MD Anderson and other top U.S. cancer centers call for urgent action to get cancer-preventing HPV vaccination back on track

The COVID-19 pandemic has interrupted delivery of key health services for children and adolescents, including HPV vaccination for cancer prevention

The University of Texas MD Anderson Cancer Center has united with fellow National Cancer Institute (NCI)-Designated Cancer Centers and partner organizations to issue a joint statement urging the nation's physicians, parents and young adults to get human papillomavirus (HPV) vaccination back on track. 

Decreased annual well visits and immunizations during the COVID-19 pandemic have caused a vaccination gap and lag in vital preventive services among U.S. children and adolescents – especially for the HPV vaccine.

Nearly 80 million Americans – 1 out of every 4 people – are infected with HPV, a virus that causes several types of cancers. Of those millions, more than 36,000 will be diagnosed with an HPV-related cancer this year. Despite those staggering figures and the availability of a vaccine to prevent HPV infections, HPV vaccination rates remain significantly lower than other recommended adolescent vaccines in the U.S. Even before the COVID-19 pandemic, HPV vaccination rates lagged far behind other vaccines and other countries’ HPV vaccination rates. According to 2019 data from the Centers for Disease Control and Prevention (CDC), slightly more than half of adolescents (54%) were up to date on the HPV vaccine.

Those numbers have declined further since the pandemic:

  • Early in the pandemic, HPV vaccination rates among adolescents fell by 75%.
  • Since March 2020, an estimated 1 million doses of HPV vaccine have been missed by adolescents with public insurance – a decline of 21% over pre-pandemic levels.

“MD Anderson has continued to emphasize the importance of cancer prevention throughout the pandemic and supports this joint effort to remind the public that HPV vaccination prevents multiple types of cancer,” said Ernest Hawk, M.D., vice president and division head of Cancer Prevention and Population Sciences. “Now is the time to re-prioritize HPV vaccination for adolescents, as we strive toward the achievable goal of protecting future generations from HPV-related cancers, including cervical and oropharyngeal cancers.”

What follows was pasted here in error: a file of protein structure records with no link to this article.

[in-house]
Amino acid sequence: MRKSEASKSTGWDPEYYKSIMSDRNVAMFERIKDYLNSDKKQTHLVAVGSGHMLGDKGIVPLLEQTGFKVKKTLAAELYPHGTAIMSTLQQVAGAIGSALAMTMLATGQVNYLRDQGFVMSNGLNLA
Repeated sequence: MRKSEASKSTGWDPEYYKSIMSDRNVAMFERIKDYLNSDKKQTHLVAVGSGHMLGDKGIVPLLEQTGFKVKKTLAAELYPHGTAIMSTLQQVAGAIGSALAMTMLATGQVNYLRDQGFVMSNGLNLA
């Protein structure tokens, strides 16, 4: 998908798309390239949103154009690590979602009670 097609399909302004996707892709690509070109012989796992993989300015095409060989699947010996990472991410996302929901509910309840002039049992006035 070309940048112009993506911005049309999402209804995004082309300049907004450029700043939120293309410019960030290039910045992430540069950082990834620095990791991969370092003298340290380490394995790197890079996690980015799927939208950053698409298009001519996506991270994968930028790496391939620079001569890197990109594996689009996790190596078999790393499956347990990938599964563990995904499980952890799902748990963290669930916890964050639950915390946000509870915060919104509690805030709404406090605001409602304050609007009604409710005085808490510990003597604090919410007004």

The U.S. has recommended routine HPV vaccination for females since 2006 and for males since 2011. Current recommendations are for routine vaccination at ages 11 or 12 or starting at age 9. Catch-up HPV vaccination is recommended through age 26.

The CDC recently authorized COVID-19 vaccination for 12 to 15-year-old children, allowing for missed doses of routinely recommended vaccines, including HPV, to be administered at the same time. NCI-Designated Cancer Centers strongly encourage parents to vaccinate their adolescents and urge health care providers to use every opportunity to promote and complete vaccination.

“The HPV vaccine is one of our most important tools to prevent cancer,” said Maura Gillison, M.D., Ph.D., professor of Thoracic/Head & Neck Medical Oncology and co-leader of the HPV-Related Cancers Moon Shot®. “Most adults are exposed to HPV at some point in their lifetime and some will go on to develop cancer. HPV vaccination saves lives by ensuring adolescents are protected from future HPV-related cancers.” 

More information about HPV is available from the CDC and National HPV Vaccination Roundtable. This is the third time that all NCI-Designated Cancer Centers have come together to issue a national call to action. All 71 cancer centers unanimously share the goal of sending a powerful message to parents, adolescents and health care providers about the importance of HPV vaccination for the elimination of HPV-related cancers.